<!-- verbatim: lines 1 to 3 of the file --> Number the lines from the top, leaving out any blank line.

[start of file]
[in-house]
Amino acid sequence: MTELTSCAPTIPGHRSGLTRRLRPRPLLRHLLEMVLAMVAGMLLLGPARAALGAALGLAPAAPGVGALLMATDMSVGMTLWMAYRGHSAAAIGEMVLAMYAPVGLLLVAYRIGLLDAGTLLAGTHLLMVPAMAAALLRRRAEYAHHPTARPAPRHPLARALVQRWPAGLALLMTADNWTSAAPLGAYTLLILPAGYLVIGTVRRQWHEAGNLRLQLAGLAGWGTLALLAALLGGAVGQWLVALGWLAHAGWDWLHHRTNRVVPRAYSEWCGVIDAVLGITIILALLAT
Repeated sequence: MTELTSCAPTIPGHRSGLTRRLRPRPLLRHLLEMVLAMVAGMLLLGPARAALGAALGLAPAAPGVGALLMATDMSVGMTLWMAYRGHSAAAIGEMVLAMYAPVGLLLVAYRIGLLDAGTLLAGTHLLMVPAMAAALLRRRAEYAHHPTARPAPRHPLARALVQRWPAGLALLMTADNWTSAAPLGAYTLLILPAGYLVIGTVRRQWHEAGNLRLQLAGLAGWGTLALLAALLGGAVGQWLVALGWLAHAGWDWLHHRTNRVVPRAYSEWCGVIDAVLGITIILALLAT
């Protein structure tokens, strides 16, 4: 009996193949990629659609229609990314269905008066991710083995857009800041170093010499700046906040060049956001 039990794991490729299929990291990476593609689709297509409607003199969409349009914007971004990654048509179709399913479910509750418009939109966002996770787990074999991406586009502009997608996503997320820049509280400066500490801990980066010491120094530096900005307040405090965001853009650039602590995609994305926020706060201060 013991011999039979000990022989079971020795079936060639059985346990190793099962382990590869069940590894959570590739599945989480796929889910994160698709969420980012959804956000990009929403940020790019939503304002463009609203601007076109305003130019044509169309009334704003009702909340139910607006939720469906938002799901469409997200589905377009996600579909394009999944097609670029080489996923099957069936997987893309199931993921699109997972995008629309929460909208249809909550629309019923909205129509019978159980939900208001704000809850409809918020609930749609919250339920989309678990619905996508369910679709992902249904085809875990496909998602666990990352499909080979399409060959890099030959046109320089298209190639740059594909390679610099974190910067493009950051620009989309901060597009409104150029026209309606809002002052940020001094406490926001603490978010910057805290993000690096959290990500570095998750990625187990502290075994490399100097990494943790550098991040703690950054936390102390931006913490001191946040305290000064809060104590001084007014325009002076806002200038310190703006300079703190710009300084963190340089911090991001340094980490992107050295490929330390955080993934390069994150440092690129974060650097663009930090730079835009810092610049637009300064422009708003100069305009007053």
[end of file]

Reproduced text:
[in-house]
Amino acid sequence: MTELTSCAPTIPGHRSGLTRRLRPRPLLRHLLEMVLAMVAGMLLLGPARAALGAALGLAPAAPGVGALLMATDMSVGMTLWMAYRGHSAAAIGEMVLAMYAPVGLLLVAYRIGLLDAGTLLAGTHLLMVPAMAAALLRRRAEYAHHPTARPAPRHPLARALVQRWPAGLALLMTADNWTSAAPLGAYTLLILPAGYLVIGTVRRQWHEAGNLRLQLAGLAGWGTLALLAALLGGAVGQWLVALGWLAHAGWDWLHHRTNRVVPRAYSEWCGVIDAVLGITIILALLAT
Repeated sequence: MTELTSCAPTIPGHRSGLTRRLRPRPLLRHLLEMVLAMVAGMLLLGPARAALGAALGLAPAAPGVGALLMATDMSVGMTLWMAYRGHSAAAIGEMVLAMYAPVGLLLVAYRIGLLDAGTLLAGTHLLMVPAMAAALLRRRAEYAHHPTARPAPRHPLARALVQRWPAGLALLMTADNWTSAAPLGAYTLLILPAGYLVIGTVRRQWHEAGNLRLQLAGLAGWGTLALLAALLGGAVGQWLVALGWLAHAGWDWLHHRTNRVVPRAYSEWCGVIDAVLGITIILALLAT